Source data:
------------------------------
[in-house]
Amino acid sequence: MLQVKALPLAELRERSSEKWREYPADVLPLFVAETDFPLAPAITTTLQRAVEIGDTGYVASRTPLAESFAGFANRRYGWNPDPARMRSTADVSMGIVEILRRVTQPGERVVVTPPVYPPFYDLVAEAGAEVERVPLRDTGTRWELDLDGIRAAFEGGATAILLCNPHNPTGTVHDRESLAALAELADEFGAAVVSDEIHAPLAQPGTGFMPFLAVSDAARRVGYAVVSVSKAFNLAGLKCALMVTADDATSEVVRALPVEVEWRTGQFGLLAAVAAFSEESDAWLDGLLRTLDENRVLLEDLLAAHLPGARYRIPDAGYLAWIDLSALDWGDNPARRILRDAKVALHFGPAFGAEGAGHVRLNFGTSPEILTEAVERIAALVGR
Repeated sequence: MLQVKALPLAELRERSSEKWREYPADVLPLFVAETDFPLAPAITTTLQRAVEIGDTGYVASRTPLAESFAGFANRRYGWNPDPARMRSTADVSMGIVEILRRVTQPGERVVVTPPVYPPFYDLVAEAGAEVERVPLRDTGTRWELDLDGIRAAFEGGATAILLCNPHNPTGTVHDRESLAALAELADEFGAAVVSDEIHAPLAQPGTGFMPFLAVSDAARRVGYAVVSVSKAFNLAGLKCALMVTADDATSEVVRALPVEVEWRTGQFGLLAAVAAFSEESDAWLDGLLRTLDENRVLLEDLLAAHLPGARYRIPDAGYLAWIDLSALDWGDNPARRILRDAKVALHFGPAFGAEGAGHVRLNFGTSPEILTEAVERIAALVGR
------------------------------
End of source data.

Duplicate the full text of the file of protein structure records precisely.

[in-house]
Amino acid sequence: MLQVKALPLAELRERSSEKWREYPADVLPLFVAETDFPLAPAITTTLQRAVEIGDTGYVASRTPLAESFAGFANRRYGWNPDPARMRSTADVSMGIVEILRRVTQPGERVVVTPPVYPPFYDLVAEAGAEVERVPLRDTGTRWELDLDGIRAAFEGGATAILLCNPHNPTGTVHDRESLAALAELADEFGAAVVSDEIHAPLAQPGTGFMPFLAVSDAARRVGYAVVSVSKAFNLAGLKCALMVTADDATSEVVRALPVEVEWRTGQFGLLAAVAAFSEESDAWLDGLLRTLDENRVLLEDLLAAHLPGARYRIPDAGYLAWIDLSALDWGDNPARRILRDAKVALHFGPAFGAEGAGHVRLNFGTSPEILTEAVERIAALVGR
Repeated sequence: MLQVKALPLAELRERSSEKWREYPADVLPLFVAETDFPLAPAITTTLQRAVEIGDTGYVASRTPLAESFAGFANRRYGWNPDPARMRSTADVSMGIVEILRRVTQPGERVVVTPPVYPPFYDLVAEAGAEVERVPLRDTGTRWELDLDGIRAAFEGGATAILLCNPHNPTGTVHDRESLAALAELADEFGAAVVSDEIHAPLAQPGTGFMPFLAVSDAARRVGYAVVSVSKAFNLAGLKCALMVTADDATSEVVRALPVEVEWRTGQFGLLAAVAAFSEESDAWLDGLLRTLDENRVLLEDLLAAHLPGARYRIPDAGYLAWIDLSALDWGDNPARRILRDAKVALHFGPAFGAEGAGHVRLNFGTSPEILTEAVERIAALVGR